“I do,” said Joe, and he smiled at her. “Young man, short, stocky, short dark hair.”

“Beard?” Asked the stranger. Joe turned to her.

“Yes,” he drawled, and stepped towards her. Mary took an involuntary step forward, but the stranger was calm. “You seen him?”

“I just got here today, but I thought I saw such a man when I put my horse in the stable. Maybe he’s stayin’ here tonight.”

Joe stared at her for a moment, then spun around.

“Every man in here,” he said slowly, “is going to stand up. So we can take a look at ya.”

Nobody moved. One of Joe’s henchmen pulled a man sitting by the door up by his jacket, and then another, and the rest of the henchmen followed suit.

“What are you-”

“Hands off, you-“

“Hey, hey, that’s my son!”

The angry babble began to rise, and Mary walked swiftly behind the bar to grab her pistol. She met the stranger’s gaze.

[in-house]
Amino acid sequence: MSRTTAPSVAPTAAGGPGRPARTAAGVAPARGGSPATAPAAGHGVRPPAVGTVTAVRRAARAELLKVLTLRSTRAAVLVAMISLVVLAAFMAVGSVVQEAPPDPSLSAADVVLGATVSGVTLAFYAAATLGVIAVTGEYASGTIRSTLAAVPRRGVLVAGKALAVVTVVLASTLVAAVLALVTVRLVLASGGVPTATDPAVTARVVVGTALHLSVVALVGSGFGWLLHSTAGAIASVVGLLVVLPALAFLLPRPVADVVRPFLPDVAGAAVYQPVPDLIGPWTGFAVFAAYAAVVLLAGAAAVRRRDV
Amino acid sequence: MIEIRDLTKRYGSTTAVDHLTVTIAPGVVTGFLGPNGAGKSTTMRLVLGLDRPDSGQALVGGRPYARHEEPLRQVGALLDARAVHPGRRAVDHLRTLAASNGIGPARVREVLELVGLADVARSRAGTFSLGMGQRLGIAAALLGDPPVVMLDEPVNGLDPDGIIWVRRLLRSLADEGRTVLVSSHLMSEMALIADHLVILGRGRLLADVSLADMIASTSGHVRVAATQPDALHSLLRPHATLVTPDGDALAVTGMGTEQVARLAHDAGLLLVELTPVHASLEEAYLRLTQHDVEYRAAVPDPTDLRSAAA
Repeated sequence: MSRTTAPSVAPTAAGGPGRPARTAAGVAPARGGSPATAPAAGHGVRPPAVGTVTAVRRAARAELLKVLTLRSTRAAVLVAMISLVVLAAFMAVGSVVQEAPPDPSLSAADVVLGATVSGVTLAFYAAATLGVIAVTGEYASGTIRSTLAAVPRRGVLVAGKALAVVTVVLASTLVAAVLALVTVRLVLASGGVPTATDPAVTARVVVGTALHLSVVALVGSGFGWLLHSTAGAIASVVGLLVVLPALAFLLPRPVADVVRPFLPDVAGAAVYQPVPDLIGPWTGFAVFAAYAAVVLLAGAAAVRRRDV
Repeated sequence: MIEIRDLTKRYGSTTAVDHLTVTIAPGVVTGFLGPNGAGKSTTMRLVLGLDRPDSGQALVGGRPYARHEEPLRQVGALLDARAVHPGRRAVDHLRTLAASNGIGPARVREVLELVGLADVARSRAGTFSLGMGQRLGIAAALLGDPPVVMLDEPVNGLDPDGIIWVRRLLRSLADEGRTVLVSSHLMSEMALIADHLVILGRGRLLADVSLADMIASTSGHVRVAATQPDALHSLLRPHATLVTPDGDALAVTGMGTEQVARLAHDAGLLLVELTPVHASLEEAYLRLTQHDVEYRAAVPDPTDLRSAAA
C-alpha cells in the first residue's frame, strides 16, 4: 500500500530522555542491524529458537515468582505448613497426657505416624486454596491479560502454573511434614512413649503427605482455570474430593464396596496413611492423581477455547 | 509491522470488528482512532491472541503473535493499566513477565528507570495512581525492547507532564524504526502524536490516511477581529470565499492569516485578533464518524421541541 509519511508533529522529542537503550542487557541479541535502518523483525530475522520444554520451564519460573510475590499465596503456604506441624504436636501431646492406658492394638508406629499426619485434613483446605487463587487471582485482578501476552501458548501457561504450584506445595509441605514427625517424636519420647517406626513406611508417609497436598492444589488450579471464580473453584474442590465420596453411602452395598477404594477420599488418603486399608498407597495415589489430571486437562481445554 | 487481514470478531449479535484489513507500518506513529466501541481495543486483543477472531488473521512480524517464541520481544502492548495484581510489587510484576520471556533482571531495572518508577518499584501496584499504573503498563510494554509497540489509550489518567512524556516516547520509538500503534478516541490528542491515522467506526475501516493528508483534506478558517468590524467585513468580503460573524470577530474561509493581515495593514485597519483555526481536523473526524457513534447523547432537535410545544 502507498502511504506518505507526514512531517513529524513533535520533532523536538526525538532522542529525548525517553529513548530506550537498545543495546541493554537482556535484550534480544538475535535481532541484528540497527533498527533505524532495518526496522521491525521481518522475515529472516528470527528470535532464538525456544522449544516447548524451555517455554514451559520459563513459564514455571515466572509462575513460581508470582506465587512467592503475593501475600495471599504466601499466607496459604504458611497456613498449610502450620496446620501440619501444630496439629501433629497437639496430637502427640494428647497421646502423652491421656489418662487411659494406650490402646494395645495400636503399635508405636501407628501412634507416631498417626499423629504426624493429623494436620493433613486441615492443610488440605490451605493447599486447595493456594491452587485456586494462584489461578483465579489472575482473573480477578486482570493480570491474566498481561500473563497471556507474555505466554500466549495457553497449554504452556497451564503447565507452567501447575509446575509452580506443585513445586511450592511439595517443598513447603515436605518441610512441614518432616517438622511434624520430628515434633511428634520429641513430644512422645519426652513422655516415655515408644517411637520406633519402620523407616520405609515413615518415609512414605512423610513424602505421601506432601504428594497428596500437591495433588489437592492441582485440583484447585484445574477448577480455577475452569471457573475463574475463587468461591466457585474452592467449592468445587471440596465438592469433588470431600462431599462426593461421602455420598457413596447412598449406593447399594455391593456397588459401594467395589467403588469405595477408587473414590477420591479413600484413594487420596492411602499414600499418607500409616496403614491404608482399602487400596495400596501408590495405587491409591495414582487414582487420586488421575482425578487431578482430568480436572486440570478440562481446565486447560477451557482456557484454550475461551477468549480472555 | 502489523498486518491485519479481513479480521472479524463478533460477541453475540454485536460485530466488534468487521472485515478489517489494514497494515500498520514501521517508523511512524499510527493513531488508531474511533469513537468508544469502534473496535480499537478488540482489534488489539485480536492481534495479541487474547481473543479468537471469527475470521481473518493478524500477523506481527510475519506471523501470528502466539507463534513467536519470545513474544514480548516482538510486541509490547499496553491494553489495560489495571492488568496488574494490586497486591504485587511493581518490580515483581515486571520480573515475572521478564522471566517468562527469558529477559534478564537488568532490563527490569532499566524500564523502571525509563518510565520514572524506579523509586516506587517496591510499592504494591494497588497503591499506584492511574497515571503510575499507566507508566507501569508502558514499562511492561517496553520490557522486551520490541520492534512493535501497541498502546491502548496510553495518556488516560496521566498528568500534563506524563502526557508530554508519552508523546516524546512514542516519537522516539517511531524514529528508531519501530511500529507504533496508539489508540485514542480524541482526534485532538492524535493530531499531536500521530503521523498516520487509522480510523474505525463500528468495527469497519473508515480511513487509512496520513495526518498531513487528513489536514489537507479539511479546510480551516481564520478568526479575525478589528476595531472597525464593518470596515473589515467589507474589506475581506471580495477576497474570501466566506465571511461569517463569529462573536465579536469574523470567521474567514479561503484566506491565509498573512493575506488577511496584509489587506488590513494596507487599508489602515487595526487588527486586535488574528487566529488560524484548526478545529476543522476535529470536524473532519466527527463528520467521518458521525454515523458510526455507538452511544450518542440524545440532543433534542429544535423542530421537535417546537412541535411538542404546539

A shot rang out, and the room was hushed again. Joe had shot his pistol, leaving a splintered hole in the ceiling. Mary had only just fixed the last one.

“What’s this man done? Who is he?” Asked a woman, standing with her arm protectively over her young son.

“Robbed a corpse, the sick sod,” spat a henchman.

“You heard about the good Lady Randolph?” drawled Joe, as he sidled down the line of men. “Left the poor captain a widower just last week, and some scoundrel stole the Randolph locket off the damn corpse at the funeral today.”

“But Lady Randolph lived in Portsmouth,” said the lady’s son. “He’d never have made it here.”

“Stole away with the captain’s horse too, fastest mare this side of the river,” said Joe. He had stopped in front of the son, his eyes roaming over his squat figure.

“Enough of this,” called Mary, striding out from the bar. “Out of here, Joe, your man isn’t here.”

Joe rounded on her, and the mother forced her son’s head to duck as Joe’s arm went back to deck Mary, but as he stepped forward, with a flash of her foot, the stranger tripped him and he went sprawling onto the floor.

There was a roar from the henchmen, but the standing crowd of travellers were equal to it, and suddenly the air was thick with the sound of fists meeting flesh, men shouting, and glasses smashing.